How to plot arrow with data coordinates in Matlab?
I know there is a function named annotation can plot arrows or double arrows. But annotation can only plot in normalized unit. For example:
annotation('arrows',[x1 x2],[y1 y2])
Here, [x1, x2] should be a ratio number less than one.
So, my question is how can I plot arrows with a true value rather than a normalized value?
I wonder if there is any other function can approach this or is there any function I can get the axis value of the figure so that I can adjust the true value into a normalized value.
I've just discovered this method, since I don't want to have to bother with normalised units. Use the latex interpreter:
figure plot([1:5],[1:5]*3,'.-') %// Say I want to put an arrow pointing to the location, [3 9] text(2.94,8.3,'\uparrow','fontsize',20) text(2.8,7.8,'point [3,9]')
To make the arrow longer, use a larger fontsize.
- Easier, faster and quicker than using normalised units
- Don't need to install any functions (good for us lazy people..)
- making use of the LaTeX interpreter, there is a whole range of arrows (up, down, left, right and other angles (see Symbol list)
- Definitely needs trial and error/tweaking to get the correct location of the arrow head relative to the POI.
- There is limited control over the length of the arrow
- Some latex commands aren't understood by the interpreter (boo).
For the positioning of annotations, Matlab offers the function dsxy2figxy to convert data space points to normalized space coordinates. However, for whatever reasons, the function is not included in the Matlab distribution and has to be "created" first.
Copy the following line into the command window and execute it to open the function in your editor.
To use the function dsxy2figxy save it somewhere in your matlab search path.
Please find the full instructions for the function dsxy2figxy at matlab-central: http://www.mathworks.de/help/techdoc/creating_plots/bquk5ia-1.html
Even though annotation uses normalized as default units, you can associate these objects to the current axes (gca) and use data units for setting X and Y properties.
Here is an example of plotting a single arrow.
plot(1:10); ha = annotation('arrow'); % store the arrow information in ha ha.Parent = gca; % associate the arrow the the current axes ha.X = [5.5 5.5]; % the location in data units ha.Y = [2 8]; ha.LineWidth = 3; % make the arrow bolder for the picture ha.HeadWidth = 30; ha.HeadLength = 30;
For anyone who comes across this topic looking to draw arrows in "data space" rather than in units relative to the figure and/or axes, I highly recommend arrow.m from the file exchange.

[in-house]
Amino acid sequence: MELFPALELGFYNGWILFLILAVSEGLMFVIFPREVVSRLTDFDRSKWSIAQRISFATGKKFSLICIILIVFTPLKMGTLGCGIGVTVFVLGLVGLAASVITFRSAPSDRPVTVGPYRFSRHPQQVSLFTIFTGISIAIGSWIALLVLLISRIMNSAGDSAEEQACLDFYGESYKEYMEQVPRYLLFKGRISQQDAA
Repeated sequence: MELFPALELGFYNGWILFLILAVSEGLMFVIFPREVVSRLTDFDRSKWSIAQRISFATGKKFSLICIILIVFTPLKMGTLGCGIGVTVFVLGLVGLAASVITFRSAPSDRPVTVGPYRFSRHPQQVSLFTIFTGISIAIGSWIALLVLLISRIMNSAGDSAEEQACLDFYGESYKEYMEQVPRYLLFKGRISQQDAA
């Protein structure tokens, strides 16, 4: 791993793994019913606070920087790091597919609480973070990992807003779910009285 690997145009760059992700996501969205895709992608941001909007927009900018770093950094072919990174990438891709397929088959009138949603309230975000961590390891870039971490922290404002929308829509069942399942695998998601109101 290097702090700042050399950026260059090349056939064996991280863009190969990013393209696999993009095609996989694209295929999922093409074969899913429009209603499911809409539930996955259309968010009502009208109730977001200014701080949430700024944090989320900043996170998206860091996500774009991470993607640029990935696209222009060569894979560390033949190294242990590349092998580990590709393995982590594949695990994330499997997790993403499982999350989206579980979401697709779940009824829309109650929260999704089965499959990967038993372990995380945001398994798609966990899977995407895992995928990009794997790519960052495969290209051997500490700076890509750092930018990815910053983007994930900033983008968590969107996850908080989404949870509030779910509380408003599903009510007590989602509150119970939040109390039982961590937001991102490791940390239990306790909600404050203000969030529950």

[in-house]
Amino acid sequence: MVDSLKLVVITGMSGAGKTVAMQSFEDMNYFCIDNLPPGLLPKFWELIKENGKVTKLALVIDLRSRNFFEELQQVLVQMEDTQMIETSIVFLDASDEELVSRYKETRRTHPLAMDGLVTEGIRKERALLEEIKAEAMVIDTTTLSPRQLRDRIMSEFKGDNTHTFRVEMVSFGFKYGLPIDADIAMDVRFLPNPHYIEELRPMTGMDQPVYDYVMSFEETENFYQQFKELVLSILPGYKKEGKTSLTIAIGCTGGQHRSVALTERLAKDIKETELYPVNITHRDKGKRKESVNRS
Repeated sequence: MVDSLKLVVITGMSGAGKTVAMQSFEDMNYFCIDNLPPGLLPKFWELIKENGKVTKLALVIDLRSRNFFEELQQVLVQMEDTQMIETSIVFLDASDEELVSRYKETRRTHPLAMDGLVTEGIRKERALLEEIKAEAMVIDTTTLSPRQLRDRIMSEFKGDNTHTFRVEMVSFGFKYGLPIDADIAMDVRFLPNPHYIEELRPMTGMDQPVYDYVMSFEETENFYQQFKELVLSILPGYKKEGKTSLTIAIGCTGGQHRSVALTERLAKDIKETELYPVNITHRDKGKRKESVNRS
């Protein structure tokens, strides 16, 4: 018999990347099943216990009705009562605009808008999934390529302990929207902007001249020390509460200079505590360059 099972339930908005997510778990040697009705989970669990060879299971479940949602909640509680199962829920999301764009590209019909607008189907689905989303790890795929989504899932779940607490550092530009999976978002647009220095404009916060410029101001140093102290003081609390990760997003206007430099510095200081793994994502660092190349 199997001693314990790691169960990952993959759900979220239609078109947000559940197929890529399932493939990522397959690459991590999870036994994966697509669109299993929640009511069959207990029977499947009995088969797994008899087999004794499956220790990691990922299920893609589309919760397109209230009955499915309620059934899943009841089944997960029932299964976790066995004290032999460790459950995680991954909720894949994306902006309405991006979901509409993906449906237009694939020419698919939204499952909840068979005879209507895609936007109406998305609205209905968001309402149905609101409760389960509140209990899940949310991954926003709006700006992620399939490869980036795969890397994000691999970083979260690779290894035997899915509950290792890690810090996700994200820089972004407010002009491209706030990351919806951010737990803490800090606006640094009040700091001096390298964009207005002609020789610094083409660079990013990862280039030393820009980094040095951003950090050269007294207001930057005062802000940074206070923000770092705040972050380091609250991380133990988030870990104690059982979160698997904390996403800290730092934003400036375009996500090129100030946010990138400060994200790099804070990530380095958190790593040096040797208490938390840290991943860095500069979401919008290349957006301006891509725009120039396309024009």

If I remember correctly you need to calculate the position of the axes in relation to the figure.
it should go like:
%% example plot clf plot(rand(5,2)*5) %% get info specific to the axes you plan to plot into set(gcf,'Units','normalized') set(gca,'Units','normalized') ax = axis; ap = get(gca,'Position') %% annotation from 1,2 to 3,4 xo = [1,3]; yo = [2,4]; xp = (xo-ax(1))/(ax(2)-ax(1))*ap(3)+ap(1); yp = (yo-ax(3))/(ax(4)-ax(3))*ap(4)+ap(2); ah=annotation('arrow',xp,yp,'Color','r');
Note Fixed offset in original calculation - ap(3),ap(4) are width and height of gca, not corner positions
After creating the annotation object you should set the property Units to an absolute one. Example:
arrowObj = annotation('arrow', [0.1 0.1], [0.5 0.5]); set(arrowObj, 'Units', 'centimeters'); set(arrowObj, 'Position', [1 1 3 5]);
One approach would be to define an arrowhead in the axis units:
Ax=[0 -0.003 0.003 0]; % (Ax,Ay) form an upward pointing arrowhead. Ay=[0.01 0.0060 0.0060 0.01]; Ax=Ax-mean(Ax); % center it on zero Ay=Ay-mean(Ay);
Then at desired arrowhead index in on a curve vv, compute
x1=vv(in,1); y1=vv(in,2); x2=vv(in+1,1); y2=vv(in+1,2); u=x2-x1; v=y2-y1; th=-pi/2+atan2(v,u); R=[cos(th) -sin(th); sin(th) cos(th)]; % Rotation matrix for local slope of vv. A=R*[Ax;Ay]; % Rotate the arrowhead. patch(x1+A(1,:),y1+A(2,:),'r','LineWidth',0.01) % plot rotated arrowhead at (x1,y1). plot(x1+A(1,:),y1+A(2,:),'r','LineWidth',0.01) % Kludge to make boundary red too (I'm sure there is a more elegant way).
Worked for me, for my particular circumstances.
You can use the 'arrow' component in the (well-documented) DaVinci Draw toolbox (full disclosure: I wrote/sell the toolbox, though arrows are free).
Example syntax and example output are below.
davinci( 'arrow', 'X', [0 10], 'Y', [0 2], <plus-lots-of-options> )